Fiddler on the Roof: considerations in a new age
Is the universal acclaim given to Fiddler on the Roof well earned? Or has Fiddler lost its power over its forty years of existence, owing to a more cynical, less sympathetic culture? Might this be especially true with respect to what was once perceived as Jewish oppression, and might now be seen as Jewish nostalgia and arrogance? Such a lack of sympathy begs the further question: how legitimately Jewish an experience has Fiddler offered to audiences, whether during the 1960s when it premiered or in the new millennium? We thus explore Fiddler on the Roof as a cultural, literary and theatrical entity, especially in terms of the genuineness of the Yiddishkeit experience the play has offered and might still offer.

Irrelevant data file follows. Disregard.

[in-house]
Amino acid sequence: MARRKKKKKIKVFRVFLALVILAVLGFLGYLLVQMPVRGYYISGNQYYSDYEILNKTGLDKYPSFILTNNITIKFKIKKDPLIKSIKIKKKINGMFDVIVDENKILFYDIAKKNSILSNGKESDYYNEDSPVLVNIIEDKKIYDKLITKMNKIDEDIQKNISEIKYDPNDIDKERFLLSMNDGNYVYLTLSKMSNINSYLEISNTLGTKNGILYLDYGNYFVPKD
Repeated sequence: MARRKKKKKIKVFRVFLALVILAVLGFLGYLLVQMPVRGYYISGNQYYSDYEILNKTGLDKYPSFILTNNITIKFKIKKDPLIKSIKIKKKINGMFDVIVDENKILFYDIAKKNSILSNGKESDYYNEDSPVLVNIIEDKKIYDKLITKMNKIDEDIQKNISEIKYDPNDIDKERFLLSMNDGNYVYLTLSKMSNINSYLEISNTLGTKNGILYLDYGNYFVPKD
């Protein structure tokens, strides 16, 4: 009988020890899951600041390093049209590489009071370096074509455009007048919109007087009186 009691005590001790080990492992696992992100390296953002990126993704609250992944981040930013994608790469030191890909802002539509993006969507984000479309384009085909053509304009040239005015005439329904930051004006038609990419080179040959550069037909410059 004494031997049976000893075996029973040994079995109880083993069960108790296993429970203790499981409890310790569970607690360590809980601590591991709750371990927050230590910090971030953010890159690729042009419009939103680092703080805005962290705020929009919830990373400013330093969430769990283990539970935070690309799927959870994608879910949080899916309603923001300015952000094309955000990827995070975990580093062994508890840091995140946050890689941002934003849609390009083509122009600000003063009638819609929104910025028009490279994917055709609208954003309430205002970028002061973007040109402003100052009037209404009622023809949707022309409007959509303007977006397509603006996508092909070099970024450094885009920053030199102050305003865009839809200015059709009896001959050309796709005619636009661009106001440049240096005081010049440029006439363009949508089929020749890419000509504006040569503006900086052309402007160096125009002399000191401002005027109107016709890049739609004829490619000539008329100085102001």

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Document Type: Research Article
Affiliations: Louisiana State University.
Publication date: 05 June 2008
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